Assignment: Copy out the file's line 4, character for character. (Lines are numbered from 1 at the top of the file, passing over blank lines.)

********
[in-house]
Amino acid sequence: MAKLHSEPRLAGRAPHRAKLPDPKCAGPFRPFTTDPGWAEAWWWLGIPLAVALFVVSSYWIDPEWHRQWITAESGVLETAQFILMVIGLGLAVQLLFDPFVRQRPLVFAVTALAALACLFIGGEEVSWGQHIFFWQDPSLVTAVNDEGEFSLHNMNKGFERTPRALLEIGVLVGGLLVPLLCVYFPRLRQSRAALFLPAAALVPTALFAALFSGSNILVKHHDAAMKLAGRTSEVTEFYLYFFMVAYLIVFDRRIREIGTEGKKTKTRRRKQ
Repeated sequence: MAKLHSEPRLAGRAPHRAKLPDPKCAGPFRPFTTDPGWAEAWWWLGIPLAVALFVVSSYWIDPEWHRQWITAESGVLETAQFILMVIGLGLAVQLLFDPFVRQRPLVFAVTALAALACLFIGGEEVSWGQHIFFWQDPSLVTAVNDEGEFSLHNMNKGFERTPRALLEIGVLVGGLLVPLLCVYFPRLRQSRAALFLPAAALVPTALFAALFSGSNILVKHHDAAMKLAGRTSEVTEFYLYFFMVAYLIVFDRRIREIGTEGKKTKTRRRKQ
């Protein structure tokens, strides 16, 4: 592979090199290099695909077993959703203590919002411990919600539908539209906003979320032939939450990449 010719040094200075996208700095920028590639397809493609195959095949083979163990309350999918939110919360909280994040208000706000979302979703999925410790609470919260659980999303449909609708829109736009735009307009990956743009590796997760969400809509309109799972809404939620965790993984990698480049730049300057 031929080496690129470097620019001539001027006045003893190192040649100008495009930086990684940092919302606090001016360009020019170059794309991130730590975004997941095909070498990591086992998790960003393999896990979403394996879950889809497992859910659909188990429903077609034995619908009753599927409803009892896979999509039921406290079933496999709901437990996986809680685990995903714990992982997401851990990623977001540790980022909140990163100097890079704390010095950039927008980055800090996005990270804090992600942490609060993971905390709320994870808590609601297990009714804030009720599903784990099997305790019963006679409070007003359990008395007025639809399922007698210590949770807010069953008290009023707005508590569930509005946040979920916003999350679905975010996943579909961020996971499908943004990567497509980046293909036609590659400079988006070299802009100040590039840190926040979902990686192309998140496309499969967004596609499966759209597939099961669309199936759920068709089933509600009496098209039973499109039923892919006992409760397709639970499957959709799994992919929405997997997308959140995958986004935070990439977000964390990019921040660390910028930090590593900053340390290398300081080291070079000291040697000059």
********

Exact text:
């Protein structure tokens, strides 16, 4: 592979090199290099695909077993959703203590919002411990919600539908539209906003979320032939939450990449 010719040094200075996208700095920028590639397809493609195959095949083979163990309350999918939110919360909280994040208000706000979302979703999925410790609470919260659980999303449909609708829109736009735009307009990956743009590796997760969400809509309109799972809404939620965790993984990698480049730049300057 031929080496690129470097620019001539001027006045003893190192040649100008495009930086990684940092919302606090001016360009020019170059794309991130730590975004997941095909070498990591086992998790960003393999896990979403394996879950889809497992859910659909188990429903077609034995619908009753599927409803009892896979999509039921406290079933496999709901437990996986809680685990995903714990992982997401851990990623977001540790980022909140990163100097890079704390010095950039927008980055800090996005990270804090992600942490609060993971905390709320994870808590609601297990009714804030009720599903784990099997305790019963006679409070007003359990008395007025639809399922007698210590949770807010069953008290009023707005508590569930509005946040979920916003999350679905975010996943579909961020996971499908943004990567497509980046293909036609590659400079988006070299802009100040590039840190926040979902990686192309998140496309499969967004596609499966759209597939099961669309199936759920068709089933509600009496098209039973499109039923892919006992409760397709639970499957959709799994992919929405997997997308959140995958986004935070990439977000964390990019921040660390910028930090590593900053340390290398300081080291070079000291040697000059």